On the day the U.S. Securities and Exchange Commission announced its plans to take the reins from the Securities and Investment Commission, one of its own members said she hoped to be the next chairman.
Meredith McGehee, who has served on the commission since 2005, told The Wall St. Journal that she wants to focus on taking on the corporate governance problem that’s been plaguing the financial industry for decades.
“We’re going to take it on, we’re going out on a limb, we are going to go after the problem,” she said.
“I think that’s our calling.
It’s really our job.”
McGehee has been a vocal critic of the SEC’s oversight of large banks and the way the agency has handled a range of other issues in the past, including the $2.4 trillion bailouts of the financial firms Bear Stearns and Lehman Brothers.
McGehera said she wants the agency to focus more on regulating banks that pose risks to the economy, including those with weak credit ratings.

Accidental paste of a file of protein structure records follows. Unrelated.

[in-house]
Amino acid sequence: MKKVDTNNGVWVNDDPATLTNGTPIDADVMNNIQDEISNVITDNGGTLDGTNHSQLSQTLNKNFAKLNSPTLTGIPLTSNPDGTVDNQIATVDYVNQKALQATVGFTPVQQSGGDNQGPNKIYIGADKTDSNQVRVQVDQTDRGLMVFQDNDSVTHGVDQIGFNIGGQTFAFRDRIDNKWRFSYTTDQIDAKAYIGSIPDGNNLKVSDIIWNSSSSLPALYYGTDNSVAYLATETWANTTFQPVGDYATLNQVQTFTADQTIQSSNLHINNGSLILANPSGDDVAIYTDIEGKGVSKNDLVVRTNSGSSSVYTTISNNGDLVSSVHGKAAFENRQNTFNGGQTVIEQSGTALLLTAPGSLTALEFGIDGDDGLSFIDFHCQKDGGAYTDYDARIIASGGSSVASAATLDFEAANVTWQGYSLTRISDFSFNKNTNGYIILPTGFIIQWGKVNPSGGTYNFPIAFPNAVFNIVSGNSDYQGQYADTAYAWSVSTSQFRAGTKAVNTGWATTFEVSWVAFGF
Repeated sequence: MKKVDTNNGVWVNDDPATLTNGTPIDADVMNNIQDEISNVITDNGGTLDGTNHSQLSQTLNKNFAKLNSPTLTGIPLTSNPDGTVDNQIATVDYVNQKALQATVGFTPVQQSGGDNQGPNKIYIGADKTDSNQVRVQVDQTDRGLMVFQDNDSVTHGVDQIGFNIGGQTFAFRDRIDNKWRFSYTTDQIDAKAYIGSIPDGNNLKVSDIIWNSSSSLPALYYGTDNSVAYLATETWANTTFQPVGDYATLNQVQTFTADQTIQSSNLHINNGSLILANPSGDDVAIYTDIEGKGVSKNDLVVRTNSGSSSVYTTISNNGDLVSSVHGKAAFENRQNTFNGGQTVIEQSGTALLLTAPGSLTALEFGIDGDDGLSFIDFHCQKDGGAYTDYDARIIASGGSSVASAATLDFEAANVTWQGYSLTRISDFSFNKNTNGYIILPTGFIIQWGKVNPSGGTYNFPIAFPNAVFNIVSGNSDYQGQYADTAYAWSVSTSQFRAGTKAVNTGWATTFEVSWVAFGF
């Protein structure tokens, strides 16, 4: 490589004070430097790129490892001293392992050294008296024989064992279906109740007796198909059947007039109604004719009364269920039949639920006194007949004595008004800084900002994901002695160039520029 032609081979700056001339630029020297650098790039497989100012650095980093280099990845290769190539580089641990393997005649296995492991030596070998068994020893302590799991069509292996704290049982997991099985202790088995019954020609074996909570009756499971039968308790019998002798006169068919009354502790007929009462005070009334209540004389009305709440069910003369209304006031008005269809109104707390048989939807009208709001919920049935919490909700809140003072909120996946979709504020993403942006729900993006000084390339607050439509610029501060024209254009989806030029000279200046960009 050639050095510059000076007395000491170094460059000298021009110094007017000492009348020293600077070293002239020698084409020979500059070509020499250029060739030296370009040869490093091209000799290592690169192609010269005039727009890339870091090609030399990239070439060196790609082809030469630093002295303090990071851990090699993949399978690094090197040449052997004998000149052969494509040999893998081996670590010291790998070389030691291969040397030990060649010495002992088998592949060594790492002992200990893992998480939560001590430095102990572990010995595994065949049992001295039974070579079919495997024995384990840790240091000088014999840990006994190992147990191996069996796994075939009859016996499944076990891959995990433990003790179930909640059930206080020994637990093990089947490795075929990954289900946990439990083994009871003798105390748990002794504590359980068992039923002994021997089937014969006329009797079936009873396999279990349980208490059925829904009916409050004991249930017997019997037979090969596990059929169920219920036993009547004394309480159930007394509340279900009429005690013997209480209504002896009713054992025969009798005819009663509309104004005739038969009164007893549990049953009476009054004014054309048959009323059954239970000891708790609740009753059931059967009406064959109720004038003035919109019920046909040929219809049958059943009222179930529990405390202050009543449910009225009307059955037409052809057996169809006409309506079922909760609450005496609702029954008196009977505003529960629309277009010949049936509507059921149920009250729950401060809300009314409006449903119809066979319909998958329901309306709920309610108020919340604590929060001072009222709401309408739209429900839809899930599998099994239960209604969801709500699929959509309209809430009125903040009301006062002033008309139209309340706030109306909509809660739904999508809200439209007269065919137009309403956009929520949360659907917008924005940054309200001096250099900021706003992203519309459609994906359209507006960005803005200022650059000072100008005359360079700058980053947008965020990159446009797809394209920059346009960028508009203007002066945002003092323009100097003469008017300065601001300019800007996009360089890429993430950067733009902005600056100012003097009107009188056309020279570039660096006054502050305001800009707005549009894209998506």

She has also pushed for more transparency, especially about the role that big banks have played in the 2008 financial crisis.
McGahee, a Democrat, has worked to create a more bipartisan commission on corporate governance, which would make it harder for the SEC to overrule the agency’s rulings.
The new chair is a former bank regulator, and she was also an adviser to former Federal Reserve Chair Ben Bernanke when he was the chairwoman of the Federal Reserve.
She was also on the board of the Securities Industry and Financial Markets Association before joining the SEC in January.
Last year, McGeheras first act as chairwoman was to put out a call for new members.
After a series of nominations, McGahee won the election for the post and became chairman of the panel, which has been run by four other members.